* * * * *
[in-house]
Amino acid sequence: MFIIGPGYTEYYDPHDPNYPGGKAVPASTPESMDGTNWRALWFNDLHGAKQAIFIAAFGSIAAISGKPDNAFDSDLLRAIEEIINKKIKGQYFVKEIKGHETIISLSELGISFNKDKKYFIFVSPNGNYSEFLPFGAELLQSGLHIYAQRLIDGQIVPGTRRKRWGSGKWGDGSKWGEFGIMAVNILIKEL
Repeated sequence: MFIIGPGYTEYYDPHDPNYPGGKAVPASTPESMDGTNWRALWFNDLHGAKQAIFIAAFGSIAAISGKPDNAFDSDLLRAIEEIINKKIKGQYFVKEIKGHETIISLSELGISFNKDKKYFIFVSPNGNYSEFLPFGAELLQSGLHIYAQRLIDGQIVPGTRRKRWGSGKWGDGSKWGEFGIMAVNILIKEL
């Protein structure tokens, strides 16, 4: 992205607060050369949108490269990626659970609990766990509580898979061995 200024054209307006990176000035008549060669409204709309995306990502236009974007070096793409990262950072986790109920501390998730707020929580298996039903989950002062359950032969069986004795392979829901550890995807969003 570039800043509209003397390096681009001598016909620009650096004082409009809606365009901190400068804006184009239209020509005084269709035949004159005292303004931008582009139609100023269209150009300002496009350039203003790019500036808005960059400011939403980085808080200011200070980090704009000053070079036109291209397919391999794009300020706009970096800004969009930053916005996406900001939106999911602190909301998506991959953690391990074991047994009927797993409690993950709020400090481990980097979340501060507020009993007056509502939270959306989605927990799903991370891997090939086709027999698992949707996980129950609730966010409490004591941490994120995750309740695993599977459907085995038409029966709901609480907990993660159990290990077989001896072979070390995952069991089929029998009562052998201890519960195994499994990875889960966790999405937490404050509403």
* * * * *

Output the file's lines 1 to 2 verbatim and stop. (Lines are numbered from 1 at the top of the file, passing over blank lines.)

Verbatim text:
[in-house]
Amino acid sequence: MFIIGPGYTEYYDPHDPNYPGGKAVPASTPESMDGTNWRALWFNDLHGAKQAIFIAAFGSIAAISGKPDNAFDSDLLRAIEEIINKKIKGQYFVKEIKGHETIISLSELGISFNKDKKYFIFVSPNGNYSEFLPFGAELLQSGLHIYAQRLIDGQIVPGTRRKRWGSGKWGDGSKWGEFGIMAVNILIKEL